Sunday, June 24, 2018

Initiative & Referendum History in NY

In U.S. Politics, the Terms Initiative and Referendum (I&R) refer to Processes that allow Citizens of many States to Vote Directly on Particular Pieces of Legislation. An Initiative Process allows Citizens to Propose or Initiate a Statute or Constitutional Amendment by Collecting a sufficient number of Signatures to put their Proposals on the November General Election Ballot.

In 1907 the Attorney and “Prominent Club Woman” Mrs. Harriet M. Johnston-Wood of New York City helped Organize the State Direct Legislation League. Hamilton Holt was Elected President of the Group. The League proved ineffective.

In July 1909 Equity reported: “The introduction of I&R in the New York legislature seems to have been taken as a joke. It was referred to committee, and we find no other allusion to it.”

In 1911 the Initiative & Referendum (I&R) Movement again Failed in New York.

In 1914 Equity told its Readers that Tammany Hall's recent Electoral Defeat should help I&R, but later Reported that Despite the Decline of New York City's Machine, “the legislature in Albany was still sufficiently in the control of reactionary leaders not to take any definite action in favor of I&R.”

By mid-1917, Buffalo's Referendum Provision was the only Example of Direct Legislation in the State. Over the years the Legislature proved willing to allow Limited I&R in Local Jurisdictions, but never at the Statewide Level. The most important such I&R Provision is the Section of the New York City Charter that allows Voters to propose a Charter Amendment by Petition of 50,000 Registered Voters, about 2% of the City's Voters. Today, you would need 88,415.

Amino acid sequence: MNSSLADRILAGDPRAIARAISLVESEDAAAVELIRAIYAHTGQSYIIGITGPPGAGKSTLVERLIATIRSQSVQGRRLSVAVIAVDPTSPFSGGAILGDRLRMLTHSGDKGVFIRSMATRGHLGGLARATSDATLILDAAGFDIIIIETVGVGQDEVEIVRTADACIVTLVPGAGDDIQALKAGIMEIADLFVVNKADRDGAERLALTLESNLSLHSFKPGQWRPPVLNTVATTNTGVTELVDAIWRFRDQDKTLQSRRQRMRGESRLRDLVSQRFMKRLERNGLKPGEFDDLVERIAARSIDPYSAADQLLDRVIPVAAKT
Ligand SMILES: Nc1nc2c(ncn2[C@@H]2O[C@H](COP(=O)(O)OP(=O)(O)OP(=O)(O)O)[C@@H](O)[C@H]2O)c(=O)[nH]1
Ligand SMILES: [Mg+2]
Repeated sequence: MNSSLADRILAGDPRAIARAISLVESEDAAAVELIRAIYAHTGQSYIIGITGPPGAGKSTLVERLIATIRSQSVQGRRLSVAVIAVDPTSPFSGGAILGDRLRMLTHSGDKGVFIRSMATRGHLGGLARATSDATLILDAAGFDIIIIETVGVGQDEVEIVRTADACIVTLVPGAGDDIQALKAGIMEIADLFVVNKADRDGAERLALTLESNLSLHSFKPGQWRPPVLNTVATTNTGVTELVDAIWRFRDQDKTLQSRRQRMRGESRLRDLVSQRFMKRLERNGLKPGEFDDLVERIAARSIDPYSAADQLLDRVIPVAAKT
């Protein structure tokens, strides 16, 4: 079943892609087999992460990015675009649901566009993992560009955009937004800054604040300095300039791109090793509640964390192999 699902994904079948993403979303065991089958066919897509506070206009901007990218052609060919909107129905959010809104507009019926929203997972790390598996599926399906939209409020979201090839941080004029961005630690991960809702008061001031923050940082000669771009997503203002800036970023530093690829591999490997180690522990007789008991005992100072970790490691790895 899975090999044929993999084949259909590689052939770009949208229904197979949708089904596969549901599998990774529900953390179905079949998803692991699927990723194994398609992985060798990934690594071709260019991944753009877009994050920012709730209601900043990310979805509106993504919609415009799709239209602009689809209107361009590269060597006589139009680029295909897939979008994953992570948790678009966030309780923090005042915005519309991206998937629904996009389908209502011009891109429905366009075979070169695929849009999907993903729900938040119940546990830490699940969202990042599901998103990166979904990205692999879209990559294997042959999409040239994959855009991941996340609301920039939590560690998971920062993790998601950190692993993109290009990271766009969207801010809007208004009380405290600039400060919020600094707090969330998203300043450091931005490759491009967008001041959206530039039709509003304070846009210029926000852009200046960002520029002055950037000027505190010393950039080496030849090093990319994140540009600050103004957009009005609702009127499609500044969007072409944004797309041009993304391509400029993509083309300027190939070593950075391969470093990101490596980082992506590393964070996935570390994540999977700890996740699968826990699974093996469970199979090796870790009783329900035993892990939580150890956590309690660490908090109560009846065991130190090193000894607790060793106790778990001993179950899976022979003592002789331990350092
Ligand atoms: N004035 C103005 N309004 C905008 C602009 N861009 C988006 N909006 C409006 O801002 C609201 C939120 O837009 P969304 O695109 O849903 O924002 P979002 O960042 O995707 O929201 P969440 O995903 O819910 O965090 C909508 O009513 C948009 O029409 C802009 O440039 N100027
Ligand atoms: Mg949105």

It was last Successfully used in 1966 when Police Officers Petitioned for, and Voters Approved, an Amendment giving the Police more Control over the Civilian Review Board that had been set up to Investigate Citizens' Complaints about the Police.

New Yorkers Petitioned in the late 1960s for an Anti-Vietnam War Initiative.

In 1985, for an Initiative to Prohibit Harboring Ships with Nuclear Weapons, but State Courts Ruled against Ballot Placement on the Ground that these were Not Proper Subjects to go into a City Charter.

In 1999, Governor George Pataki in his First “State of the State” Address called for the Establishment of the I&R process, however, the State Legislature wasn’t Interested in Supporting Establishing the Process.

In 2002, Pataki once again called for the Legislature to Pass a Constitutional Amendment establishing the I&R process. The Proposal was strongly Supported by the State’s Independence Party, Conservative Party, and Republican Party. In April, the New York Senate Passed the Initiative Amendment with only Three Dissenting Votes. However, the State Assembly never Acted on the Governor’s Proposal.

The New York Initiative and Referendum Amendment did not make the November 8th, 2016 Ballot as a Legislatively Referred Constitutional Amendment. The Measure, upon Voter Approval in November, would have Provided for an I&R process in New York. The New York Constitution requires a Majority Vote in Two Successive Sessions of the New York State Legislature in Order to Qualify the Amendment to appear on the November Ballot. The Legislature did Not Act on the Measure before Adjourning on June 16th, 2016.

With the New York City Mayor's 2018 Charter Revision Commission, currently deciding what will be on the 2018 General Election Ballot, and the New York City Council's 2019 Charter Revision Commission, we need to get an I&R Question on the 2019 General Election Ballot if not on 2018's Ballot.

NYC Wins When Everyone Can Vote! Michael H. Drucker
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